Sen. Ron Johnson Says He Sees 'No Reason' For COVID-19 Mass Vaccination

The Wisconsin Republican, who is up for reelection in 2022, questioned the "big push" to get everyone vaccinated.

Wisconsin Republican Sen. Ron Johnson, who himself declined a COVID-19 vaccine, is now questioning why the American population needs to get vaccinated en masse, putting life-saving public health messaging at risk.

“Why is this big push to make sure everyone gets a vaccine?” Johnson said in an appearance on conservative talk radio host Vicki McKenna’s show this week, adding that he was “highly suspicious” of the effort to mass vaccinate the general public.

Johnson said he sees “no reason to be pushing vaccines on people,” saying their distribution should have been focused only at the most vulnerable populations.

“If you have a vaccine, quite honestly, what do you care if your neighbor has one or not?” Johnson asked. He also questioned the efficacy of the vaccines themselves, saying they were not “fully approved” — while also arguing that not everyone needed to receive one because they are so effective.

Three vaccines have been authorized by the federal government (though distribution of the Johnson & Johnson shot was briefly paused by the Centers for Disease Control and Prevention and the Food and Drug Administration last week), all of which have gone through clinical studies with tens of thousands of participants. They were authorized for distribution through a fast-tracked emergency use process.

Johnson expanded on his comments in a statement to HuffPost.

“Everyone should have the right to gather information, consult with their doctor and decide for themselves whether to get vaccinated,” he said. “I believe government’s role (and therefore my role) is to help ensure transparency so that people have as much information as possible to make an informed decision for themselves.”

Johnson added that he had supported Operation Warp Speed, the vaccine-development program spearheaded by former President Donald Trump, and “celebrated its astonishingly rapid success,” but also cast doubt about the vaccines it helped produce.

“It is a legitimate question as to whether people at very low risk of suffering serious illness from Covid, particularly the young and healthy, should be encouraged to take a vaccine that is being administered under an Emergency Use Authorization,” Johnson said in the statement to HuffPost.

More than 200 million vaccine doses have been administered in the United States so far, and more than half of adult Americans have received at least one dose. Among Americans over 65, more than 80% have had at least one shot.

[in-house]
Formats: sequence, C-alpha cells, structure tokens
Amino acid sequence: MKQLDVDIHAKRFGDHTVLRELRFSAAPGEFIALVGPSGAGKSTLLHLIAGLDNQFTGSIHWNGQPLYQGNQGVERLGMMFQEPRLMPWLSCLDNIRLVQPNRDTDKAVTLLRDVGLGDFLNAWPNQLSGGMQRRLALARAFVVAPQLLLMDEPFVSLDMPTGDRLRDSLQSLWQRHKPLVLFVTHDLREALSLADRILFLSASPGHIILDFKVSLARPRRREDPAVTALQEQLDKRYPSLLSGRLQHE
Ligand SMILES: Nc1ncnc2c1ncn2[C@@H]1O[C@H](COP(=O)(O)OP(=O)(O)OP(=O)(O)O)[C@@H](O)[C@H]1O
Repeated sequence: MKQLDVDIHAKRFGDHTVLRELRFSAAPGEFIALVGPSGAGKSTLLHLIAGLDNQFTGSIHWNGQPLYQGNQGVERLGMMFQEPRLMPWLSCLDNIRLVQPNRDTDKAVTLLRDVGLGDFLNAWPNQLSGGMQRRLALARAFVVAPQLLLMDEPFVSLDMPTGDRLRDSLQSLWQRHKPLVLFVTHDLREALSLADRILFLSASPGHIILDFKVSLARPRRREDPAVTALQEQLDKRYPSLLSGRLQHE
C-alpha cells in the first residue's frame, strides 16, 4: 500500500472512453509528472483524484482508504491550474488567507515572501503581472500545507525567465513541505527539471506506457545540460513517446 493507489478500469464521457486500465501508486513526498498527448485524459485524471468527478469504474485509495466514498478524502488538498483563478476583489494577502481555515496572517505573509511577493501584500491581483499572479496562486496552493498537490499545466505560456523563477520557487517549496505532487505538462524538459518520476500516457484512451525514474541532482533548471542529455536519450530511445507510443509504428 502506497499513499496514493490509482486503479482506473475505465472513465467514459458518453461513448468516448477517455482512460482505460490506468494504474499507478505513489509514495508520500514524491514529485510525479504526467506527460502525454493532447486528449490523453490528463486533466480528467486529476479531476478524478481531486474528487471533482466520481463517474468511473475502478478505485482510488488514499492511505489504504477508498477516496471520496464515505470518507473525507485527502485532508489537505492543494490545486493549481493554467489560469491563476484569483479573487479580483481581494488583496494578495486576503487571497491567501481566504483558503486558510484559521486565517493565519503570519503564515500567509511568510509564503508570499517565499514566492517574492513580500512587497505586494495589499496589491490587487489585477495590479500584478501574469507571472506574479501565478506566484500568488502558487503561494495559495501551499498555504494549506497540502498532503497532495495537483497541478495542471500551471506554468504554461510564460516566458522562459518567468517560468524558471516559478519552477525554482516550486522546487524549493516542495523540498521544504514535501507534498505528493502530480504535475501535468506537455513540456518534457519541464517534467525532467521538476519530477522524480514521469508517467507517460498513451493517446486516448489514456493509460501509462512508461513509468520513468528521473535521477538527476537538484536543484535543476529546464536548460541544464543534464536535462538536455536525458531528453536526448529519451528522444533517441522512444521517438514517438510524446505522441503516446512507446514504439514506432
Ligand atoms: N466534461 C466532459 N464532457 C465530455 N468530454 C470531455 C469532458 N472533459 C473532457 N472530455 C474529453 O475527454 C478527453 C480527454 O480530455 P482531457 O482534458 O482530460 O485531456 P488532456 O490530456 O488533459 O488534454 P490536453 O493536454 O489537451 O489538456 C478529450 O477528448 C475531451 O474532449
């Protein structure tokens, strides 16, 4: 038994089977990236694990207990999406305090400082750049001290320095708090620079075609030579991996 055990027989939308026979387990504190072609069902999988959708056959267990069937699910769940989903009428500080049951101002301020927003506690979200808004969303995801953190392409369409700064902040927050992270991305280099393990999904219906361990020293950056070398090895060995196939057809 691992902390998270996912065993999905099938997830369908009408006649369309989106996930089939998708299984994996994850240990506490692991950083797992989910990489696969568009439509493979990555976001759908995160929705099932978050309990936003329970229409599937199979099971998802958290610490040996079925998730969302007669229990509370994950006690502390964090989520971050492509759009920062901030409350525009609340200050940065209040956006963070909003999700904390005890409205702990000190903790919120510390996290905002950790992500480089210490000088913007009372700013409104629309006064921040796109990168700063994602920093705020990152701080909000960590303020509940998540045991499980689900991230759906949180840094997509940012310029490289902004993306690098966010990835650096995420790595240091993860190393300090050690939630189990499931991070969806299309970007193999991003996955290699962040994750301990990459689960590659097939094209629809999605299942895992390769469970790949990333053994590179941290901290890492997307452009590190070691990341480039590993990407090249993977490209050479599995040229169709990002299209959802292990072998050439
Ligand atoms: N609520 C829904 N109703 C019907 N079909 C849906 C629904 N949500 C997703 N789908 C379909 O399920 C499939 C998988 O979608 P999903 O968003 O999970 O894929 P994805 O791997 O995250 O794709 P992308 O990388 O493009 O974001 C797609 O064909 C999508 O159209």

The Biden administration is aiming to get 80% of adult Americans vaccinated by summer. As new, more-contagious variants of the disease develop, the level of herd immunity needed to return to a pre-pandemic way of life has increased, according to the nation’s top scientists. More than 570,000 Americans have died of COVID-19, and case numbers remain high.

Sen. Ron Johnson went on a conservative Wisconsin radio show to cast doubt on the country's COVID-19 vaccine push, muddying public health guidance that has life or death consequences.
Sen. Ron Johnson went on a conservative Wisconsin radio show to cast doubt on the country's COVID-19 vaccine push, muddying public health guidance that has life or death consequences.
Tom Williams via Getty Images

Unlike other countries that are still struggling with getting enough shots, the United States’ biggest obstacle in the months ahead is overcoming vaccine hesitancy, much of which has been concentrated in the South and parts of the Great Plains. Vaccine hesitancy has life or death consequences and also threatens prospects of economic recovery.

Johnson has explicitly rejected the scientific consensus on COVID-19. He said he wouldn’t get the vaccine because he already recovered from the disease in October. However, the CDC has said there is not enough data to know how long immunity lasts after contracting it.

He has previously said that the country had “grossly overreacted” to the pandemic, and repeatedly raised fringe and contrarian theories and conspiracies about the disease and treatments.

The Wisconsin Republican — who is up for reelection in 2022 but has not yet announced whether he’ll be running — is also bucking his party leadership’s messaging on the vaccine. In late March, Senate Minority Leader Mitch McConnell specifically encouraged Republican men, who have some of the highest rates of vaccine hesitancy, to get the shot.

“I can say, as a Republican man, as soon as it was my turn, I took the vaccine. I would encourage all Republican men to do that,” McConnell said.

The Wisconsin Senate race will be one of the country’s most watched next year. In 2018, voters elected Democrats statewide in 2018, and the state flipped blue for Joe Biden. With a Senate seat now also in the balance, Democratic groups have already jumped on Johnson’s comments. American Bridge, the liberal Super PAC that spent more than $84 million during the 2020 presidential election cycle, blasted out Johnson’s comments to its email list.

“More people will get COVID and die due to Ron Johnson’s comments yesterday,” said American Bridge 21st Century spokesperson Zach Hudson. “He’s a disgrace and Wisconsin can’t get rid of him soon enough.”

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